Final Puzzle

To make a project that had a surprise, I chose to make a toy with an unhappy surprise.

The concept: The best part about a puzzle is having the ability to complete it. What if the puzzle in physically not possible to complete? I decided to make it a jigsaw puzzle because I didn’t want anyone to blame themselves for not being able to complete the puzzle. If I made it a jigsaw puzzle, it would be very clear that it was not their fault, but the fault of the puzzle itself. If it was more complicated, people might feel too frustrated and believe that they weren’t smart enough to figure it out.

The process:

I first cut out my pieces and design on cardboard. I wanted the design to be challenging, so that people who felt confident about their puzzle making skills would want to give it a try. I soon found out that cardboard is terrible for puzzles, since the top and bottom can detach from each other, and that it’s very difficult to pop tiny lasercut pieces out of a piece of cardboard.

I then decided that I wanted to make really interesting packaging. I liked the way my puzzle looked, and wanted the box to be made of the same material. As I user tested the puzzle on myself and a few friends, I found that the puzzle pieces would keep moving around and it would be very difficult to put them together without others moving. I needed a frame, and a box for the pieces. I then thought about how I could incorporate the two. I was having a lot of difficulty imagining how the mechanics of the box would work, so I used cardboard to cut out the pieces I needed. I realized that I needed supports on the sides of the box, and that I would be able to put the frame on the inner side of the top of the box.

To further think through my idea, I also 3D modeled my idea: 

In order to make the frame on the underside of the box, I had to glue two pieces of the wood together. To make the top of the box not double the thickness of all the other walls, I decided to make all of the box and puzzle out of 5mm thickness material, and the top out of 3mm. Then, my top would be two 3mm pieces together that wouldn’t be so thick compared to the rest of the box. I also found prints for the box on boxmaker, and then modified them in illustrator so that they fit with my designs. 

After a few iterations, I realized I needed much fewer puzzle pieces, and that I needed to simply the design. Instead of etching, I cut much lighter for the design.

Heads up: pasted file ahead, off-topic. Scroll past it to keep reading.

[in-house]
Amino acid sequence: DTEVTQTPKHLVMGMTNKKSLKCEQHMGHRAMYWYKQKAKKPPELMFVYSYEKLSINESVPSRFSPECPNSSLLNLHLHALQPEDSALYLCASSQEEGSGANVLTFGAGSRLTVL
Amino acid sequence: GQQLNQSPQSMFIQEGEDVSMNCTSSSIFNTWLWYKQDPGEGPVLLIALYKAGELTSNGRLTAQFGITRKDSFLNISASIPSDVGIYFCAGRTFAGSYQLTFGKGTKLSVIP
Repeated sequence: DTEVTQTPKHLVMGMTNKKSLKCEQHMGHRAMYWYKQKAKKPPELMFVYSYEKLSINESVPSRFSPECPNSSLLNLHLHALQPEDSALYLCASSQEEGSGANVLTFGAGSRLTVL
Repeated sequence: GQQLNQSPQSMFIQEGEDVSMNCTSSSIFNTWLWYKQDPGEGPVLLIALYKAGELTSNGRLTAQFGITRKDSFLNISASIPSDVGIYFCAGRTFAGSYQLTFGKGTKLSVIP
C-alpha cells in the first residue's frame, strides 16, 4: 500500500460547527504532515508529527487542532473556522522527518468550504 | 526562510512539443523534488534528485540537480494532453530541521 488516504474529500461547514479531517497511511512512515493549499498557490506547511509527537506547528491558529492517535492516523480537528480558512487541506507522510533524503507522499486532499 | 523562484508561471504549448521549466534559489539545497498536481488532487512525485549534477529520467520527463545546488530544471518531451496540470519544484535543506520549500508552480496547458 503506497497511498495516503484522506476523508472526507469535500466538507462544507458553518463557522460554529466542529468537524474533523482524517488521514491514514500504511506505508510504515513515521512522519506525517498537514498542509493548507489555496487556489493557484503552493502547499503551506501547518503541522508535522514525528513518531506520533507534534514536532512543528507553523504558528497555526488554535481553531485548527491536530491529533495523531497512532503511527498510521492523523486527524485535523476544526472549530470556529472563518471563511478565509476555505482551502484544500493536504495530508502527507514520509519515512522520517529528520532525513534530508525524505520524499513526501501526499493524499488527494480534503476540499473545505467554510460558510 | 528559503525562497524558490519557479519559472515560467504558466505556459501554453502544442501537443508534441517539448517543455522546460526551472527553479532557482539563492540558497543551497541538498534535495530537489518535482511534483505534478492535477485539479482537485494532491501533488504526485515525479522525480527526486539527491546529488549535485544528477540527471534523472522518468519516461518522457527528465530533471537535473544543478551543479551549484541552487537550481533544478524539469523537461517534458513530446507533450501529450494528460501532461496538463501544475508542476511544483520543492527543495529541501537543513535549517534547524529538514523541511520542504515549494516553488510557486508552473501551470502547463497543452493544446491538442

This was the final design that I lasercut.

And this is the final! I originally decided to cut too many pieces that wouldn’t fit, but I ran out of time. If I were to continue working on this, I would cut out a few more that don’t fit, and take a few out. At this point, only a few are taken out, making the puzzle impossible to complete.

 

3D Modeling and Character Design

Using Cinema 4D: After having been exposed to Blender, using Cinema4D was a struggle. It was nice to have the menu exposed, verses relying on hotkeys, but even just the navigation was difficult for me to get a grasp on within the short time we had. It was also very difficult to find the translations of things I was familiar with in blender in Cinema4D. What I did find similar to Blender was that effects were applied just like modifiers, and could be edited afterwards.

My 3D print:

In total, I believe I 3-D printed at least five chickens. Each one with a slightly different deformity, some with hats, some without, each chicken had its own personality. The wings didn’t print on the first three, and the feet were something that took many attempts in order to get right. Some of the feet fell off, some of the wings had holes in them, but at the end of all my 3D printing, I knew that my chickens were just like humans. Each had their own problems and differences, but together they could be strong and defeat whomever they did not like.

 

Unfortunately, I forgot my chickens at school so here are some pictures of the very first conceived chicken.

 

 

Molding!

With all of my 3D printed chickens, it was finally time to mold. I took my best chicken without legs (for ease of use), and set to mold it into yet another chicken.

Mixing the materials was relatively easy, aside from the noxious smell. We measured everything well and everything dried well. I did not get a chance to color my chicken, so I had another white chicken. Taking the 3D printed chicken out of the mold was incredibly difficult though. It was definitely not a one-person job, especially since the vasaline made everything very slippery. Taking the mold out of the silicone mold was a three-person job, but with teamwork we made the dream work! Alas, another chicken was born.

This chicken, however, was slightly different than the others. Although it was similar in color and size, it was rougher around the edges. It had slight deformities, and was significantly heavier. If I were making another five for my army, using the molds would have helped a lot, but the chickens would not have been as good quality as I would’ve liked.

Week 6: Paper Toys

At first, I was thrilled to see the paper toy that bounces mentioned in class. I had seen videos of it beforehand, and it looked really fun to make! I usually like paper toys, and if I see an opportunity to make a small origami heart out of a dollar or smaller piece of paper, I will do it! I was paired with Alexis, who was practically a zombie that day. As we tried cutting through the thick paper, we quickly realized we were making mistakes everywhere. Key tabs that were very necessary for the functionality of the toy were being lost in the paper scraps, and we were confused with how to put the remaining pieces together. We kept trying to watch the video and align them with the Japanese instructions we found online, but our efforts were met with little success. The paper toy looked like it would have been a great toy to make, but the reality of the project was that it is very difficult to fold thick paper, and that box cutters are not meant for precision. With that said, I would definitely try again, but I would need clearer instructions.